NEW guidance has been published for people living in North Tyneside, which has emerged as a hotspot for the Covid variant first found in India, but leaders have hit out after not being told about it - here's what is going on.

Leaders in North Tyneside have said that they were not told about fresh guidance calling on people in Indian variant hotspot areas to limit their travel and social interactions.

The updated advice issued on Friday – which is not law – was published on the Government website without an official announcement. 

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Ministers have come in for criticism for sowing “confusion” in the way the latest guidance, which has fuelled speculation about regional lockdowns being brought back in, has been issued.

The government denied introducing local lockdowns 'by stealth'.

Here's everything you need to know.

What is the current advice for North Tyneside?

People should avoid travelling into and out of North Tyneside, only doing so if it is essential. Essential reasons include work and education, although people are encouraged to continue to work from home if possible.

Residents should also be tested twice a week, according to Government advice.

People should also meet outside rather than inside and keep two metres away from those in different households unless a support bubble has been formed. 

Reiterating the updated guidance, Work and Pensions Secretary Therese Coffey said people living in areas where the Indian variant is spreading should consider “whether it really is essential” for them to travel when asked about holidays this morning. 

The changes somewhat reverse the easing of restrictions on May 17, although the update is guidance and not law. 

Is North Tyneside under a local lockdown?

The guidance calls on people in North Tyneside to limit their travel and social interactions, which resembles a local lockdown but it is not officially so.

A Downing Street source, speaking to the BBC, denied it was local lockdown by stealth.

North Tyneside’s director of public health, Wendy Burke, said there had been no indication of any additional restrictions when an announcement about extra testing was made last week.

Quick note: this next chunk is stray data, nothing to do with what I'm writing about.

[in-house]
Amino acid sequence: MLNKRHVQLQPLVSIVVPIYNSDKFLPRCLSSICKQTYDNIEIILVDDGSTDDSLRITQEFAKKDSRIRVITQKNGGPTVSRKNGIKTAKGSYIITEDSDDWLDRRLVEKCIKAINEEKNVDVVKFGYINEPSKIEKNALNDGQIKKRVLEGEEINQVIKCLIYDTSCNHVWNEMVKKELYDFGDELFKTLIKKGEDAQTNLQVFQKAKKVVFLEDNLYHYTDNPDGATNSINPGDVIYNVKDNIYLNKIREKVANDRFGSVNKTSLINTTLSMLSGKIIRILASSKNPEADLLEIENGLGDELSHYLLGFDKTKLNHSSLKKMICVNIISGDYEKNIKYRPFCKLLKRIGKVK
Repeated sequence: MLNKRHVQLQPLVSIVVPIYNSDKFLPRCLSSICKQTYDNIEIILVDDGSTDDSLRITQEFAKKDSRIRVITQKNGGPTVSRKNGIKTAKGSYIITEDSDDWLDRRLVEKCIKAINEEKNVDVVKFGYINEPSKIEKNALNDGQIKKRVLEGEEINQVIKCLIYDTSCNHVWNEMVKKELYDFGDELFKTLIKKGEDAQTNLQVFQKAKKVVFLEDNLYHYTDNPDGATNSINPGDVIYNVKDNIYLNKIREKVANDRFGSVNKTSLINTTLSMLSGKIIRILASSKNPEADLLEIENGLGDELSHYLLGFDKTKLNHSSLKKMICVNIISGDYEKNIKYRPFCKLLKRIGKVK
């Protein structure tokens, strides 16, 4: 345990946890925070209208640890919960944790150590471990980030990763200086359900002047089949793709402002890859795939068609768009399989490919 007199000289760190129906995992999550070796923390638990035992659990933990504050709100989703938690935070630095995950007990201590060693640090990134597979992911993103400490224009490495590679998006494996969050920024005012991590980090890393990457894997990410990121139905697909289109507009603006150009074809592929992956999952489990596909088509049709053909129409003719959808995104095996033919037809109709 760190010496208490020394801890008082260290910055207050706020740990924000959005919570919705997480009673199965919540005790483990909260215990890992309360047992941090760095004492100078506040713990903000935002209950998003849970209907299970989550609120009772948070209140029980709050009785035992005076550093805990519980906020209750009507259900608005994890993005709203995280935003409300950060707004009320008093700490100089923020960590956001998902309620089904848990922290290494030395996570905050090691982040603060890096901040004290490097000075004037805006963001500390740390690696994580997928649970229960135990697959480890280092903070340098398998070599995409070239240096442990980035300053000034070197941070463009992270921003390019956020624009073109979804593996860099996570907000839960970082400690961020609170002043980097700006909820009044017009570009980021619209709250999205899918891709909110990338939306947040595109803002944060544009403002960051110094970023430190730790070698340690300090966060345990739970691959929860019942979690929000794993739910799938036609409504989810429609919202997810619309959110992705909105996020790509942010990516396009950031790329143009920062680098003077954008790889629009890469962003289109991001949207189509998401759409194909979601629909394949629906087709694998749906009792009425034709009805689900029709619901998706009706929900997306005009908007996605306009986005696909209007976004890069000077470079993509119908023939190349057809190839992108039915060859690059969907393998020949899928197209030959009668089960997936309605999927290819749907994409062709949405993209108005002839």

Why are the changes controversial?

Last Wednesday it was announced that in North Tyneside, along with five other areas in England, there would be urge testing and vaccinations.

But further changes were made on Friday without an official announcement, prompting criticism from local leaders. 

Ms Burke said: "When the announcement was made there was no indication it would come with any additional restrictions for North Tyneside or the other areas.

“We understand that, later, Government guidance around travel in and out of North Tyneside was posted on the Government website. This has not been accompanied by any communication to the local authority, local residents or businesses.

“We have already queried this with the Department of Health and Social Care to seek clarification. We will continue to work with Government on our enhanced testing and vaccination plan which is now in place.”

North of Tyne Mayor Jamie Driscoll said: “Nobody from central government had told us.

“I’m speaking to the minister in half an hour to get to the bottom of it.

“In the meantime, I’m going to leave it to my public health colleagues in North Tyneside Council to comment on the restrictions.  

“The last thing we need is more confusion.”

Arlen Pettitt from the North East Chamber of Commerce said: “This is absolutely ridiculous.

“How can you expect people to follow the guidance if you don’t tell them what it is?”

What else is happening?

Meanwhile, quarantine requirements will reportedly be maintained for those who come into contact with positive cases after June 21 even if they have received both doses of the vaccine.

A total of 153,093 deaths have now occurred in the UK where Covid-19 was mentioned on the death certificate, the ONS said.

The highest number of deaths to occur on a single day was 1,477 on January 19.

During the first wave of the virus, the daily death toll peaked at 1,461 deaths on April 8 2020.